Have you ever taken one of those online quizzes that will supposedly prove how educated or well-read you are based on how many books on their list you’ve read?
Often we want to be able to check off those classic titles simply to be able to say we read them, to have them on our reading resume, proving we are sophisticated readers or educated individuals.
But the real reason to read classics is not so that we can prove something about ourselves or so we accumulate “good reader points” on online quizzes. The real reason we should read classics is because they open our minds to experiencing life from a different perspective.
There are three ways that classic literature does this better than a modern best-seller, although any novel written by a perceptive author does help us see life through a new lens. Still, it is the classics that do it best.
1. Classics help us understand people better.
While many popular novels are bestselling because they provide easy entertainment, classics are classics because they have proven over time that they speak beyond our immediate circumstances and current fads and truly address the human condition. Humans are still humans, even after thousands of years, and the classics are those books that communicate timeless truths and themes about human beings.
By reading these stories, we learn more about how others think, react, and choose. We learn about personality types when we recognize people we have encountered in characters we read about. We learn that people are individual and quirky and unexpected, as well — classics don’t become classic if they are full of stereotypes.
We also see ourselves in characters we read about, and begin to grasp how our decisions and mindsets and character might get us into trouble. We also see potential in ourselves when we think how we might be like this or that hero or heroine and are inspired to choose well and to love well.
Reading perceptively written stories teaches us how all people are alike, regardless of the age they live in. These stories help us meet new people with open minds and interpret the actions of those around us with more charity, as we begin to understand how motivations impel people towards choices both good and bad.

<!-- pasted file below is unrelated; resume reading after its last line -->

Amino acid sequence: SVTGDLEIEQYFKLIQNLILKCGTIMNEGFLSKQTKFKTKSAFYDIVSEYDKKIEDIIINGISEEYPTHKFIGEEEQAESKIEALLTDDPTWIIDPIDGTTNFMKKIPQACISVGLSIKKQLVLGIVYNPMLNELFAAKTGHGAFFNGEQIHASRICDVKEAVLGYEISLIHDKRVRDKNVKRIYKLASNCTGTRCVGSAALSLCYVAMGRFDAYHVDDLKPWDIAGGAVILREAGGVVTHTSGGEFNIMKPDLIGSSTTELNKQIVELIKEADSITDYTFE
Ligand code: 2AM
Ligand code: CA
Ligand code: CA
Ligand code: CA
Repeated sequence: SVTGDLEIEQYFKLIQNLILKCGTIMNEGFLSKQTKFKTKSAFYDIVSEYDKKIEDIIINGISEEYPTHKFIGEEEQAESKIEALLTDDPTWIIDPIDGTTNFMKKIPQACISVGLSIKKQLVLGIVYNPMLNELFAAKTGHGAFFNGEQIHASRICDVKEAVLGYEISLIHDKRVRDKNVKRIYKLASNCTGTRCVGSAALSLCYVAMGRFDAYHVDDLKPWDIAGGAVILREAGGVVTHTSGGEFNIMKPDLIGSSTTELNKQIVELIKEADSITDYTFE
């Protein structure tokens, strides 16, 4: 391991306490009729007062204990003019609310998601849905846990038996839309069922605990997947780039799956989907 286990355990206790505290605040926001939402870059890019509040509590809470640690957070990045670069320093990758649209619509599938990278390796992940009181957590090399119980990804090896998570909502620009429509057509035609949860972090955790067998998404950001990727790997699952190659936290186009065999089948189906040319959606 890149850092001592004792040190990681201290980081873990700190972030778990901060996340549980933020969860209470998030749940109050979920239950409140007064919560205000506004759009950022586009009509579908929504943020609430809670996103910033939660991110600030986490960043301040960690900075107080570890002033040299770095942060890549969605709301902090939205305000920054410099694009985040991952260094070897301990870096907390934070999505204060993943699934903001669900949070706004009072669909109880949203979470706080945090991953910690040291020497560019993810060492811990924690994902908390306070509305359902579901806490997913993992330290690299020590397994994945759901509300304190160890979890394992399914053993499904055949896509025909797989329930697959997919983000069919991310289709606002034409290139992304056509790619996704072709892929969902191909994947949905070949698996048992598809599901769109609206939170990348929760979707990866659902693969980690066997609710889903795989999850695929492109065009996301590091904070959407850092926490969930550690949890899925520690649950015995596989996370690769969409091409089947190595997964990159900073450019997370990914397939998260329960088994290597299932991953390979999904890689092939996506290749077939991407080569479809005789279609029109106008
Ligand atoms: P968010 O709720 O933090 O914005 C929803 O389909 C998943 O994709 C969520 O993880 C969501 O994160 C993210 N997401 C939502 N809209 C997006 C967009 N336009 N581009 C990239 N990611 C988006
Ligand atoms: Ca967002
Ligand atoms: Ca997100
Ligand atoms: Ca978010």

2. Classics show us how relationships thrive and fail.
Rare is the classic about one solitary individual. Most stories focus on a network of people, either large or small: a community, whether a family, a town, a band of troops, or any other set of people thrown together to encounter difficulties side by side. Most stories can be seen through this framework: put together two or more people unlike each other; give them a reason to quarrel; see what happens.
If we read story after story, seeing that thread over and over, then we can also begin to look at our own lives and see that perhaps our personal stories are not about how everything is against us, but about what happens when we respond to challenges and challenging people.
We learn a lot about consequences of choices made through classic stories. The protagonist generally makes decision after decision that propels him onward, and his choices affect not only himself, but those around him. By reading a classic story, we see how devastating bad choices can be and we see how the the right choice sometimes seems to turn out badly in the short-term, but over the long haul, the right choice is shown for what it is and honored.
3. Classics shake us out of our modern assumptions.
Different generations have different perspectives, different biases, different ways of talking about the world. When we dip back into books written in previous generations, we are able to gain a fresh perspective and consider angles we aren’t accustomed to seeing.
C.S. Lewis wrote:
“Every age has its own outlook. It is especially good at seeing certain truths and especially liable to make certain mistakes. We all, therefore, need the books that will correct the characteristic mistakes of our own period. And that means the old books.”